5. Truly an odyssey of flavour & fragrances as she wrote in her book. The recipe looks delish & I have to admit I’m a huge fan of Hyderabadi food. Infact just working my next column around the food from the Deccan Plateau. Love your post & a perfect one pot meal.
    Maunika´s last blog post ..Coastal Coconut Prawn CurryMy Profile

  6. I’ve always heard from my hubby that Hyderabad Biryani is THE biryani to make and eat,somehow I never got around to try it.Thanks for letting know that there are vegetarian versions too,the book sounds like a must buy!!
    Divya´s last blog post ..Methi PulaoMy Profile

  7. So exciting, Deeba! I loved seeing the inscription in the book. Wonderful!
    the wicked noodle´s last blog post ..Packer Soup!My Profile

  8. Can you imagine? The first time I tried my hand at Indian cuisine I chose a biryani… juicy meat hidden under saffron basmati rice. We all loved it! I doubt it was very authentic… but I used a recipe from an Indian cook!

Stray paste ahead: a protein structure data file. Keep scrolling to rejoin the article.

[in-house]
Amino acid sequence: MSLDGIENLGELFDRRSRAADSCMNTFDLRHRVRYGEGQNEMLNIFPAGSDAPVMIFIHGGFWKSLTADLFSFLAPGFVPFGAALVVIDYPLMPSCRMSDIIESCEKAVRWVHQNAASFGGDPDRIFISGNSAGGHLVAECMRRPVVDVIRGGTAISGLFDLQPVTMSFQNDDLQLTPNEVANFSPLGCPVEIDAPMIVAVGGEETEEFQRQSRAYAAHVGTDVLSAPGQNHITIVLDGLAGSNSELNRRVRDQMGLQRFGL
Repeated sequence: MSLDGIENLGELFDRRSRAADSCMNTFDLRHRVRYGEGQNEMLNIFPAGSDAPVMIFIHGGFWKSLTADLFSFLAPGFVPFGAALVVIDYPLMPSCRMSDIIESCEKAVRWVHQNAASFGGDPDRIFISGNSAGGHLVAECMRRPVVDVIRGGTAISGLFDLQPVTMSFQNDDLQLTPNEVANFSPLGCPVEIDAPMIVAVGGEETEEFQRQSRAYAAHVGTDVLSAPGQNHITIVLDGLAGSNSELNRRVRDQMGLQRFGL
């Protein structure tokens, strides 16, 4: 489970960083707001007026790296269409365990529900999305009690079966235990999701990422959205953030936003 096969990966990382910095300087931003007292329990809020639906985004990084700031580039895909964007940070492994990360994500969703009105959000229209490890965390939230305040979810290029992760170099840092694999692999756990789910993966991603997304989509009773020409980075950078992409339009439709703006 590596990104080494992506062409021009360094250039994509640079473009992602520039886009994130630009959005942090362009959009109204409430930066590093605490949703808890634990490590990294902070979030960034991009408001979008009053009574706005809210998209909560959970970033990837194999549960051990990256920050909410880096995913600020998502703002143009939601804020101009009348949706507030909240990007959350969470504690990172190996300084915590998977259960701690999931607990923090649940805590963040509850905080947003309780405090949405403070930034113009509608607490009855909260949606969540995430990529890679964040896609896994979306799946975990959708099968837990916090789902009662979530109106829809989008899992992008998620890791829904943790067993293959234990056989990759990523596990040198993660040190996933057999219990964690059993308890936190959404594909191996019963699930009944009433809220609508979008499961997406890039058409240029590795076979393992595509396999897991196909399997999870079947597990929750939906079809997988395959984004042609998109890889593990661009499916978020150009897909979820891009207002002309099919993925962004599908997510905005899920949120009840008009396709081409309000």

Miriam/The Winter Guest´s last blog post ..Soufflé potatoes with soft garlicMy Profile

  9. Just yesterday I whipped up a pakki biryani for dinner and today u have another variety for me ..I love the whole exotic feel of your post..those utensils and dishes.I dont get good mutton here..its too leathery and fatty..and we dont like lamb much.So I dun knw when I ll get to try this but I really want too.You look gorgeous as always in the pic :)
    Tanvi@Sinfully Spicy´s last blog post ..Reshmi Chicken Kebab RollsMy Profile

  10. hiDeeba tthe fragrence of biryani i feel here amazing and ur presentation and writing awesome love it very much
    santosh´s last blog post ..MASALA DOSAMy Profile

  11. Good to know about the book and Hyderabad’s signature biriyani…

  12. Fascinating post, Deeba! Your biryani looks wonderful. I’m so glad you feel you have now become a pro!
    What a wonderful opportunity to have met Pratibha Karanr and seen the demo.
    Barbara´s last blog post ..Sophies Mushy Peas with Seared ScallopsMy Profile

  13. Soo irresistible briyani, glad to know about the book..
    Priya´s last blog post ..Sprouted Moth Beans Masala SundalMy Profile